The Sail Tower, Jeddah
Jeddah, Saudi Arabia
Square Footage: 646,000
Number of Rooms: 242
Tall Building Award, 2009
MIPIM Architectural Future Projects Award
Inspired by its prominent location directly on the Red Sea, this project explores the concept of the "architectural sail" as a multifunctional architectonic element that responds to the essential influences of program, site and climate to create a unique expression of texture and light.
The project, situated along the Corniche in Jeddah, marks the transition between the desert landscape and the Red Sea, and extends the growth of waterfront development advancing north from the old city center. The recent growth of Jeddah as a resort destination for both Saudis as well as foreigners has raised the matter of how to create successful hospitality environments that address both climatic and cultural issues.
The brief calls for a 60,000 square meter mixture of luxury hotel functions, serviced apartments and condominiums, with below grade parking for 600 cars. The client requested that the tower be as tall as zoning permitted. In contrast to the ubiquitous "shape-making" that characterizes recent commercial development in places in the Gulf, the building is a simple, slender rectangle, oriented along the E/W axis to optimize solar exposure, shade the entrance court to the north and maximize views to the water. Major program elements are organized as a continuous ribbon from below grade to penthouse, becoming more private as they rise. Correspondingly, balcony size increases with height to create outdoor rooms at the upper residential levels.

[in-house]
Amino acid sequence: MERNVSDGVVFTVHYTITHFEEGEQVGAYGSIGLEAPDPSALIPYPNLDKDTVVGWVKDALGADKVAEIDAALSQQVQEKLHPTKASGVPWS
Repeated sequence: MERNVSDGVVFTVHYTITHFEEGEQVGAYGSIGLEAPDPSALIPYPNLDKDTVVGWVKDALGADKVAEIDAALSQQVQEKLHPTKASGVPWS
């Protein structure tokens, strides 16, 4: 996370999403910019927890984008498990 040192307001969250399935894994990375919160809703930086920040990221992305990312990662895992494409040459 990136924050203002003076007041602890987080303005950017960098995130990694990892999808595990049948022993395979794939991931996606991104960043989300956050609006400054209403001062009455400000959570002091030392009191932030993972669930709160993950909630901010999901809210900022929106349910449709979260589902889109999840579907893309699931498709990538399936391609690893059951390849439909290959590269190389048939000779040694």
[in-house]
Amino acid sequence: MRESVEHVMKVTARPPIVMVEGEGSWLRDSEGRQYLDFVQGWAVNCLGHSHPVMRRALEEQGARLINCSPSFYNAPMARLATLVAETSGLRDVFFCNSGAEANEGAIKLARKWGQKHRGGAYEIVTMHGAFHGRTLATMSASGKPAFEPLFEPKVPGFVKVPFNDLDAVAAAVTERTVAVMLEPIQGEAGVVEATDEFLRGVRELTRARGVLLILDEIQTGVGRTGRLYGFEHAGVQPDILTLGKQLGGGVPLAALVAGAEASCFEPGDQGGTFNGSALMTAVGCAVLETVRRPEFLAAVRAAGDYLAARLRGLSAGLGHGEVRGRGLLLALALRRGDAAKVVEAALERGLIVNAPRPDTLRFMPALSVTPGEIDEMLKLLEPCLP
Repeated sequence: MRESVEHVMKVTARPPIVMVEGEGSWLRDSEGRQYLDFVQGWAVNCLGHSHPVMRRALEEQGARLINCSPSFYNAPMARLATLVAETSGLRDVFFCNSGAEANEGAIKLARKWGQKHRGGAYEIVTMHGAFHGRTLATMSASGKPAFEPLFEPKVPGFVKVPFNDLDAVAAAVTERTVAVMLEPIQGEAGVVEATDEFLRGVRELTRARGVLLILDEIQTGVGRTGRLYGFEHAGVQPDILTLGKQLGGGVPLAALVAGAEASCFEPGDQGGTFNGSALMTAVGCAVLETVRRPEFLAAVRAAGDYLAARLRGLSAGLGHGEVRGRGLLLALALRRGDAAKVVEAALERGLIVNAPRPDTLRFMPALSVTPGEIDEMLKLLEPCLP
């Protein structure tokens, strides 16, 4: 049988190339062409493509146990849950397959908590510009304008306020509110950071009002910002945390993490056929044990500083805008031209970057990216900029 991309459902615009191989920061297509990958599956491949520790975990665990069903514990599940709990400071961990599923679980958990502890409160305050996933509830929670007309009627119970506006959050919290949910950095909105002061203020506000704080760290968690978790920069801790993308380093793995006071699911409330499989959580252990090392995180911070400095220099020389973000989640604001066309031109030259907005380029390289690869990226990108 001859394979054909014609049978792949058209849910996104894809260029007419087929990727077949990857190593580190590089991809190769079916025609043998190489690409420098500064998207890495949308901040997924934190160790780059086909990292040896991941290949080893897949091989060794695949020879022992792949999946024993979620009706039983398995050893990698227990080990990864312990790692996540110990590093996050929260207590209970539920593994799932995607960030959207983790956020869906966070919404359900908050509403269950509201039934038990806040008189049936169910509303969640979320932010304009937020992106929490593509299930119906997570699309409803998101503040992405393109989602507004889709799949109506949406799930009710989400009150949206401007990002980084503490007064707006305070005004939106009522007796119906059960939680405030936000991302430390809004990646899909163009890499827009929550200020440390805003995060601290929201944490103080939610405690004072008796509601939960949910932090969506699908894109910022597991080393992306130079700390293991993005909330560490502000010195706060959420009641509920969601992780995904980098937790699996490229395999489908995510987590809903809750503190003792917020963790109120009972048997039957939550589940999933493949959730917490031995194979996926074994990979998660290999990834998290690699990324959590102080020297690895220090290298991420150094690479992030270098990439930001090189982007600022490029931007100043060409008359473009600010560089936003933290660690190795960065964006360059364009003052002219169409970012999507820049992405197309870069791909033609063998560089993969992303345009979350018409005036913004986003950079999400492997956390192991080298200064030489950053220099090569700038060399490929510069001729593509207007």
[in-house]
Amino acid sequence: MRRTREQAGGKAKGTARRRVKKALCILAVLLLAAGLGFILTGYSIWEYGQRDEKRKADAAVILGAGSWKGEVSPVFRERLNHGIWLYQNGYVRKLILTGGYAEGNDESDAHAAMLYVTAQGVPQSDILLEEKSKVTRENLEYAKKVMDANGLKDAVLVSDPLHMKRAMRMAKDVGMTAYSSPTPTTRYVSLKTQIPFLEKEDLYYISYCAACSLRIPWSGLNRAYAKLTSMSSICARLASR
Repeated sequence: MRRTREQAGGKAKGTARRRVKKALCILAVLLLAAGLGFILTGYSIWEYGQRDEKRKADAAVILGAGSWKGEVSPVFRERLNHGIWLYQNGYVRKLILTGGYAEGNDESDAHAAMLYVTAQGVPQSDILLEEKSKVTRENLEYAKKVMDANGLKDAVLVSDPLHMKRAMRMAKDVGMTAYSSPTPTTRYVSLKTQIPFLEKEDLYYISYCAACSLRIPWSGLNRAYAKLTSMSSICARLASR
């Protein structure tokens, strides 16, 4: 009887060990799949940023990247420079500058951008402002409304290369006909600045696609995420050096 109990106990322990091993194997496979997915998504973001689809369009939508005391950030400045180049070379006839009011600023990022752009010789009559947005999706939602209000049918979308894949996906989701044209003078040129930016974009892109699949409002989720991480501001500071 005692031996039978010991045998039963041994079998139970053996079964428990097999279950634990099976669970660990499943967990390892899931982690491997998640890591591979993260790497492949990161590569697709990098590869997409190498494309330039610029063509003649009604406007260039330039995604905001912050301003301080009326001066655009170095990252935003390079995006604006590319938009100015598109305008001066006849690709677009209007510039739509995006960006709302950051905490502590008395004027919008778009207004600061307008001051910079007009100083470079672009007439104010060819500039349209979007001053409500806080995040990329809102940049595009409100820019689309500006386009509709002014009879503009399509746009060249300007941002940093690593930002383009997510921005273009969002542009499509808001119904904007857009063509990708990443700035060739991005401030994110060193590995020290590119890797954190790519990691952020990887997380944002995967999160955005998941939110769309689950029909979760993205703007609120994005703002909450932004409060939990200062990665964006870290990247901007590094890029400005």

This gradual deepening of exterior space and rotating of the architectural sails to open to the view creates a dramatic pattern and texture for the skin of the building while giving privacy between adjacent rooms, orienting views to the water, and limiting the negative effects of sun and wind. Because the panels become perpendicular at the top of the building where the balconies are deepest, the building transforms from an expression that is primarily surface at its base to one that is primarily void as the enclosure dematerializes with height. The sails in turn become sources of light in the evening, with integrated LED fixtures providing a soft glow that can be programmed to create a dynamic, flowing array throughout the entire surface of the building. This approach, based on innovative tectonics rather than formal gesture, results in a unique architectural expression with a clear sense of place and identity.